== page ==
The Voyage of the Komagata Maru: The Sikh Challenge to Canada's Colour Bar. Page 37, note 3

3 In filling out his personal data sheet for the Department of the Interior, Hopkinson gave his place and date of birth as Hull, Yorkshire, England, 16 June 1880, although he was born in Delhi as the baptismal records of the India Office show. His parents were William and Agnes Hopkinson, then residing in Allahabad, but Agnes may have been the European name of an Indian wife. The obituaries that appeared after his death say, incorrectly, that he was brought out to India as a child. They also add four years to his age. Fred Taylor, who at one time shared an office with Hopkinson, told me that he was part Indian. I asked how he knew and Taylor said that you could see it by looking at him. Sharon Pollock, in her drama The Komagata Maru Incident, builds much on the assumption that Hopkinson was a half-caste and the worse for it. B. A. McKelvie, who was a police reporter in 1914, tells us that Hopkinson occasionally would disguise himself as a Sikh and occupy a shack in South Vancouver where he would keep an ear to the ground for information: Magic, Murder and Mystery, p. 47. The story is embellished in Ferguson, A White Man's Country, pp. 157-9. Perhaps, when in San Francisco, Hopkinson attended Har Dayal meetings wearing a turban, but he was too well known to Sikhs in Vancouver to have maintained for long a disguise when amongst them—especially if he tried to get close to his quarry, the members of the revolutionary party. The game would have been up the moment he opened his mouth because he did not speak Panjabi well. Rahim tells us how relieved Hopkinson was when he got a chance to switch from Panjabi to Hindi: The Hindustanee, 1 Feb. 1914, p. 7. The Sikhs complained to the government that Hopkinson did not understand their language: petition of 130 Indians, Immigration 808722(1). Hopkinson turned to others for translation of materials written in Panjabi: Hopkinson to Cory, 9 June 1914, Governor- General's Numbered Files 332 B. When Hopkinson examined the Komagata Maru passengers, he put the questions in English and his assistant, Harry Gwyther, translated: Minutes of Board of Inquiry, 25 June 1914, Immigration 879545(3). If we are to believe Gurdit Singh, Hopkinson was a corrupt official open to bribery, willing to land the passengers for £ 1,000 in advance and £ 1,000 after they were ashore. Gurdit Singh says that he would have paid, but Hopkinson wanted him to swear on the Guru Granth Sahib never to mention it to anyone and this Gurdit Singh says he would not do: Gurdit Singh, Komagatamaru, pt. 1, pp. 50-1. The story does not ring true because Hopkinson did not have it in his power to do so. There was too much public and official attention focused on the ship. However, it was a good line for Gurdit Singh to give the passengers to keep them behind him. I draw this conclusion even though Kartar Singh, when interviewed on 25 Sept. 1976, and again on 22 June 1977, told me that he had heard Hopkinson say that he would get them all off for 6,000 rupees. Kartar Singh also said that Hopkinson took a pound each from the twenty men who were landed. But it was Hopkinson's job to go on board to ask each passenger to show his money and to explain that those with less than $200 could not be landed under Canadian law. It would have been easy enough for Gurdit Singh and his lieutenants to represent this as a demand for a bribe.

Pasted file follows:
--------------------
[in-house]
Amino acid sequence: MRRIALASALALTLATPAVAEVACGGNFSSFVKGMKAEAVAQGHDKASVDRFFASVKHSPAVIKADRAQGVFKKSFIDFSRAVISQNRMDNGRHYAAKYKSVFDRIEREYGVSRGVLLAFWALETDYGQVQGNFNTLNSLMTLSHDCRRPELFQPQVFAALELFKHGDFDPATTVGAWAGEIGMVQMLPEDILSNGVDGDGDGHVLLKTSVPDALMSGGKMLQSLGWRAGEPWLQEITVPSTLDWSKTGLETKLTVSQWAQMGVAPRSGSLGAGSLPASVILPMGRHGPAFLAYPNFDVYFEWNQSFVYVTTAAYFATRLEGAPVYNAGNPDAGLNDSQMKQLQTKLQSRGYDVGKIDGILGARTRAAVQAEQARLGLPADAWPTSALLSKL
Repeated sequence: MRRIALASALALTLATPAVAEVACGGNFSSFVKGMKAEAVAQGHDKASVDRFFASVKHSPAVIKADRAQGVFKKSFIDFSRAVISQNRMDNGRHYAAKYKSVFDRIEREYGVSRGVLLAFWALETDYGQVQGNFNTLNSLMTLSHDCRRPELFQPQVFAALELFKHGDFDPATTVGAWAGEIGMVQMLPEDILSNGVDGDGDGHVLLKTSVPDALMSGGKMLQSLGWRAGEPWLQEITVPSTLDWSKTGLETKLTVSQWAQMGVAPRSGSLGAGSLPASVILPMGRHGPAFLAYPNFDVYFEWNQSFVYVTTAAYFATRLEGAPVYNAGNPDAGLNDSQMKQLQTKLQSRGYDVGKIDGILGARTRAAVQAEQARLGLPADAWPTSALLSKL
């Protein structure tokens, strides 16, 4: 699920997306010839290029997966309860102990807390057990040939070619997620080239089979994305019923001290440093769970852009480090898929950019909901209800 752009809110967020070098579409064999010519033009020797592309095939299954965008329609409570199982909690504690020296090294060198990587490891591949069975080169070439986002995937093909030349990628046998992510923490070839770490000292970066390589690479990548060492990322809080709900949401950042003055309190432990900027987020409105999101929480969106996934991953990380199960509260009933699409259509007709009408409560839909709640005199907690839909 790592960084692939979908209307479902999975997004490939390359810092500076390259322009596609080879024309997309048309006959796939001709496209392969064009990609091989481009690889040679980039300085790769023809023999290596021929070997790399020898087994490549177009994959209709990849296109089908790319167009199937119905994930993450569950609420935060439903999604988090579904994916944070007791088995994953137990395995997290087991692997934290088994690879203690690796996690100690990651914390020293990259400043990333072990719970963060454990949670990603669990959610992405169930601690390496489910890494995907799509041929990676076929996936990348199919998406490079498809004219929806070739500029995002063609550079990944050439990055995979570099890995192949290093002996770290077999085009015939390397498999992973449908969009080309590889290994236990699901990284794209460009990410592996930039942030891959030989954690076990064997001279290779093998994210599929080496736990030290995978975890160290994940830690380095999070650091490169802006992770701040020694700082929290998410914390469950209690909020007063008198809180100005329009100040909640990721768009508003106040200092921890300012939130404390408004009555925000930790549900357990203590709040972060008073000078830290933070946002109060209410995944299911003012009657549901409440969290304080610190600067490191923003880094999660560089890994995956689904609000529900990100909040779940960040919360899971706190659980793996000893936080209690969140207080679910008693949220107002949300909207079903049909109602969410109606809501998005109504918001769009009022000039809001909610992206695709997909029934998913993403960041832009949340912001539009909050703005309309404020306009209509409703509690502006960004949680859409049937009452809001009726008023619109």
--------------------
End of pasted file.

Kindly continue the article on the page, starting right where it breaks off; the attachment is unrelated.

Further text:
Title: The Voyage of the Komagata Maru: The Sikh Challenge to Canada's Colour Bar. Page 37, note 3

Subject: Bird, J. Edward; Boards of Inquiry; Budge Budge riot, 1914; Conditions on the ship; Confrontations with passengers; Dayal, Har, 1884-1939; Ghadar Party; Hopkinson, William Charles, 1880-1914; Immigration regulations, Canada; Johnson, Charles Gardner, 1857-1926; S. S. Komagata Maru; Kumar, Guran Ditt; Murder of W. C. Hopkinson; S. S. Panama Maru; Rahim, Husain; H. M. C. S. Rainbow; Reid, Malcolm R. J.; Singh, Gurdit, 1858-1954; Stevens, H. H. (Henry Herbert), 1878-1973

Creator: Johnston, Hugh

Publisher: UBC Press

Date: 1995

Display date: Vancouver : UBC Press, 1995, c1989

Type: Text

Format: Image/jpeg

Identifier: note-37-3

Language: eng

Rights: These images are provided for research and reference use only. Written permission to copy, publish, or otherwise use these images must be obtained from UBC Press,

Level1: Books and theses